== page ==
Investors should note the broader markets also fell hard -- with the S&P 500 slumping nearly 7% last month, for example -- on trade war and macroeconomic worries. But G-III fared much worse than most throughout the month as Wall Street voiced its caution.
On May 14, Piper Jaffray's Erinn Murphy reduced her rating on G-III stock to "neutral" from "overweight," lowering her per-share price target to $35 from $43 in the process (and for what it's worth, shares trade at around $27 as of this writing). To explain her relative bearishness, Murphy noted a large amount of G-III's goods are produced in China, where recently increased tariffs are poised to reduce earnings by an estimated 10% to 30% -- or more if retail partners prove unable to pass some of that cost onto consumers -- in the second half of this year.
Around the same time, Cowen analyst John Kernan listed G-III as one of several companies that could suffer a "major disruption" to earnings stemming from tariffs on apparel and footwear imported into the U.S. from China. Kernan added that supply chain diversification to sources outside of China will likely be slow.
To be fair, G-III was operating from a position of strength prior to last month. Shares rallied 11% in a single day in March after the company not only crushed expectations with its fiscal fourth-quarter report but also followed with promises of higher profits going forward.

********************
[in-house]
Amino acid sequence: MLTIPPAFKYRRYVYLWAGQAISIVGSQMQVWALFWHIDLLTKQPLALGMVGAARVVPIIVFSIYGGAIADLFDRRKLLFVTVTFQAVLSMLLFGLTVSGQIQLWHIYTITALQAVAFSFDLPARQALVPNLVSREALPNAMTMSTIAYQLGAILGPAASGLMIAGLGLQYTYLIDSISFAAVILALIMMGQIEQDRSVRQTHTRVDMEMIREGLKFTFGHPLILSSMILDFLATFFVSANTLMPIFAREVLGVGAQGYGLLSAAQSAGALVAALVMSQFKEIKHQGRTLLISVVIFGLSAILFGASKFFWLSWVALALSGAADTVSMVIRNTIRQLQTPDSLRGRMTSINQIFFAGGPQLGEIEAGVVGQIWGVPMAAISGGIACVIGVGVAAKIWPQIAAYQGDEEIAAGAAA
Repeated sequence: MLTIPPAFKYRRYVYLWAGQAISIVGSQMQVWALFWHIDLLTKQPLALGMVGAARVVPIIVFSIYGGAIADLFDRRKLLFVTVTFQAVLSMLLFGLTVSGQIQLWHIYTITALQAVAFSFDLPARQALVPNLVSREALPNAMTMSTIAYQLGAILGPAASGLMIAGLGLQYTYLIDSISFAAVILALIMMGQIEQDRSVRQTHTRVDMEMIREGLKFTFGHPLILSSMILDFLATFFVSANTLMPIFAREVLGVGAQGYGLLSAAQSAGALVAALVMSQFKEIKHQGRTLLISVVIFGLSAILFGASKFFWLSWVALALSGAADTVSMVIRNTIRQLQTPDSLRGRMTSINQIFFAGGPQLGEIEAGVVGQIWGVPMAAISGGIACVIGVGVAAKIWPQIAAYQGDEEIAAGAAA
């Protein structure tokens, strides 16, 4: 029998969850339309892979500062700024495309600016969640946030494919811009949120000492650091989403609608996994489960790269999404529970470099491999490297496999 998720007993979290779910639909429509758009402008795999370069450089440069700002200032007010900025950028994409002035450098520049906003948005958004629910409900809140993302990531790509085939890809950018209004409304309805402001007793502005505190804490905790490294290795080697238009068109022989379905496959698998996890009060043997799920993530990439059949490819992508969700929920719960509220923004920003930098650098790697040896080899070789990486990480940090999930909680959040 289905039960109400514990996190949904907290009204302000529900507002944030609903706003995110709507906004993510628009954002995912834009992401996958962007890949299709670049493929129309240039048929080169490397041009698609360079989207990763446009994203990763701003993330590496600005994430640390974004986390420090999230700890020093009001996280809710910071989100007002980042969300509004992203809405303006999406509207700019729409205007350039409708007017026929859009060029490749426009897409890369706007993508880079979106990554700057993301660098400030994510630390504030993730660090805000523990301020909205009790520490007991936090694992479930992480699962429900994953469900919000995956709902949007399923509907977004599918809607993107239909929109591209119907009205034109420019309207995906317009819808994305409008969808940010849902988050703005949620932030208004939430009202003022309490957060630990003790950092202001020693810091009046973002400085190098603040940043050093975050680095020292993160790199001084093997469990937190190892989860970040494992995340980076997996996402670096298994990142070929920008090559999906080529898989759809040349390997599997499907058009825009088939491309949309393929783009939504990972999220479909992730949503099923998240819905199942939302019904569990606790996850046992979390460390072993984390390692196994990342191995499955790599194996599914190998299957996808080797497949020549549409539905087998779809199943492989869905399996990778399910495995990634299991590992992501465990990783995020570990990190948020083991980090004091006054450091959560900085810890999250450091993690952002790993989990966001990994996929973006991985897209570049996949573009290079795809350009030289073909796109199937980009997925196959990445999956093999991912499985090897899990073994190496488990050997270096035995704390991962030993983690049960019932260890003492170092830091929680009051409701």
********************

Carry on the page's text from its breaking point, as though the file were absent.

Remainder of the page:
During the subsequent conference call, G-III chairman and CEO Morris Goldfarb even noted that despite a highly promotional retail environment, he was "very comfortable" G-III remains in "growth mode regardless of some of the influences that surround us that I can't control -- whether it's a tariff issue, [or] it's an economic issue that might drive the economy to make our consumer choose differently."
I suppose we'll see whether that comfort was disrupted -- and whether last month's steep decline was merited -- when G-III releases fiscal first-quarter 2020 results tomorrow morning (June 5, 2019). But given Wall Street's skepticism in the meantime, it was hard to blame traders for bidding down the stock so hard.